Then things got much worse - this was about five years ago, and that was when our family took the decision to move to Chad until the situation improved. What decided it for us was the aeroplanes. They had started to bomb our village from the sky. We ran to the bush and came back to our village to find our house being burnt by government men with stars on their shoulders. That was when the Janjaweed tribe first came. They came on horseback and on camels, with guns, to help the government men burn down the houses.

A lot of my relatives were killed then - it's when Fatima's husband was killed. She was pregnant with my grandson, so he never saw Ismail. Another daughter lost her first husband, too - he was on the road home from market in Habila one evening, and was shot in the head. We have never understood why the government does these things to us - we are poor and innocent.

After my sons-in-law were killed, we went to Chad to be safe. We took nothing with us - only our children. All our cattle had been stolen, our furniture burnt, our clothes and utensils stolen. We crossed the border into Chad and made a shelter for ourselves from things we found in the bush, and stayed there until we heard that it was safe to come back. There was nobody in Chad to help us - we looked after ourselves. Many people left here then, too - we all stayed just over the border for about three months, and then walked back to what was left of our homes.

Before we had left, my husband and sons had dug a big hole near our house and buried what we had managed to harvest - sacks of millet and groundnuts. We managed to sell this in the market and make enough money to buy six cows - these bred to make 12. We also managed to buy seven goats that breed quickly, and so our life slowly started to get better again.

Things started to get really bad, however, about a year ago. The sheake [chief] of our village went to the well with his cattle to let them drink and was shot by the Arabs. Another woman and I had to go with a stretcher to collect his body - there were no older men left in the village to do it and, as the oldest women in the village, we had the respect that this task required. We found him beside the well, his stomach and intestines mixed with the sand. His cows had all been stolen and he'd been shot twice in the back. When I saw his blood, I knew that things were going to get a lot worse.

Soon after, some people wearing military uniforms came with guns and started shooting early in the morning - just after the first prayers. There were so many of them, it was like a military parade. They all stood around our village. We ran into the bush when we heard the first shots, and then we saw the Janjaweed arriving on their camels with their guns and a black plane flying over us in the sky. We hid under some bushes, with nowhere to run to, hearing the noise and the firing of the guns.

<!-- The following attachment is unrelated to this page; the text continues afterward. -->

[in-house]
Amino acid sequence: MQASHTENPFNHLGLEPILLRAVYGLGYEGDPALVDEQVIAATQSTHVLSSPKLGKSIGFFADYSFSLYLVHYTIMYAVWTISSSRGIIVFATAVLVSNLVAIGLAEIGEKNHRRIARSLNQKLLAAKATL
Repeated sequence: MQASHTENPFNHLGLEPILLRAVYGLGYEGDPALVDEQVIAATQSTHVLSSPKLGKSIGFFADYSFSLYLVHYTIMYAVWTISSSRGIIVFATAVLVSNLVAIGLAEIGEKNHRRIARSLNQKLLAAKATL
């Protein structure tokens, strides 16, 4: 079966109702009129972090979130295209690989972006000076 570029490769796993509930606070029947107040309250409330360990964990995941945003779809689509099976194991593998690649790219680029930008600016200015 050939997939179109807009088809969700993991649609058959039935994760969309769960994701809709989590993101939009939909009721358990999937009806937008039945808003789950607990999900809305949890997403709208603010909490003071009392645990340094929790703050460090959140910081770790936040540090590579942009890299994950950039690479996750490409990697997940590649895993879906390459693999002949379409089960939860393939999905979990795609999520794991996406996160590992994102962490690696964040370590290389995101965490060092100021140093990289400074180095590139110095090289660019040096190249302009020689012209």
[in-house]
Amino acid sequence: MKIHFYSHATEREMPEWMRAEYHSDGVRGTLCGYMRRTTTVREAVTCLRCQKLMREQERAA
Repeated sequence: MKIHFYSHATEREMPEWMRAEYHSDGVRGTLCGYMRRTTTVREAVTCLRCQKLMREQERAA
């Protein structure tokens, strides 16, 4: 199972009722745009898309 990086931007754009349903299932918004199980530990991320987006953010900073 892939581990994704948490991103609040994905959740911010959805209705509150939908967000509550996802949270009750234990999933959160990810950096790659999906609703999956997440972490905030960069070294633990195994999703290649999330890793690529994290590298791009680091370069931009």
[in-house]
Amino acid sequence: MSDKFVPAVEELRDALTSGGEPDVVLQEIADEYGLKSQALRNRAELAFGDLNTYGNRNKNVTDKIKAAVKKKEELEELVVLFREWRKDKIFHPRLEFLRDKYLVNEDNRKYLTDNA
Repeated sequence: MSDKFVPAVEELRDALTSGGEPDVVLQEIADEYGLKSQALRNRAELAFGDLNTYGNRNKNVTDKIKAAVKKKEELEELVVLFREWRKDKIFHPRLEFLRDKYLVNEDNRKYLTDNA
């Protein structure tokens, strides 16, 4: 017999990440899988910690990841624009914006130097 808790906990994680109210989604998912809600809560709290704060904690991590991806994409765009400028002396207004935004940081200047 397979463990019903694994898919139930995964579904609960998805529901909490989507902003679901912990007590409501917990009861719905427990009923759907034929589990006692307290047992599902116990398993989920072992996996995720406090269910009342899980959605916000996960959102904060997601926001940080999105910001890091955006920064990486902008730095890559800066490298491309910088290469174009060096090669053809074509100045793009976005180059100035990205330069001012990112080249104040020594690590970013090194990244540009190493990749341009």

We stayed there some time, and when all was quiet again we went back to our house. It was blackened and burnt and everything had been stolen. There was nothing left - no clothes, or pots or blankets. My national certificate and identification document had been burnt. We walked away then and haven't been back. I still don't understand why they attacked us then. We had nothing of value to steal. Our crops had only just been planted, they weren't ripe and we had nothing to give them.

There were terrible stories of what they did to other families there. Many young girls were taken and some were abused. This had happened before, but this time I hear that it was worse - some have never come back and their families fear that they have been killed also.

What do I think about life in the camp? It is not easy but some things about it are good. There is a school here for Ismail, which is free, and a clinic if I am sick, which is also free. When we arrived I was given a card so I could get plastic sheeting, two blankets, one jerry can for water, and four pieces of washing soap - that is all. The white people also gave us some food. They dropped it from the sky and we got some sorghum, oil and lentils. It is not enough, but we aren't starving.

Maybe one day I will return there, but I am not willing to go unless the government changes. When we first arrived at the camp, we were told to go straight back to our village - we refused because we had only just escaped from the danger there. Now I feel that wherever I am directed, I will have to go.

Sometimes I see my husband in El Geneina town, but now he is with his third wife and is very sick, so we will never go back to our home together. My only concerns are for Ismail. There is nobody else to look after him, so we will stay here for now.

I have never heard of a situation like that in Darfur happening in another country before. I don't understand why people want to do such bad things to us. Now I am an old woman it is hard for me to think about the future and going back to rebuild things again. We are very poor people with nothing. I don't know why this has happened, or what we did to make these troubles come. All I really know is that the solutions to these problems don't lie with us."

HelpAge International has been operational in Sudan since 1984, and welcomes donations: www.helpage.org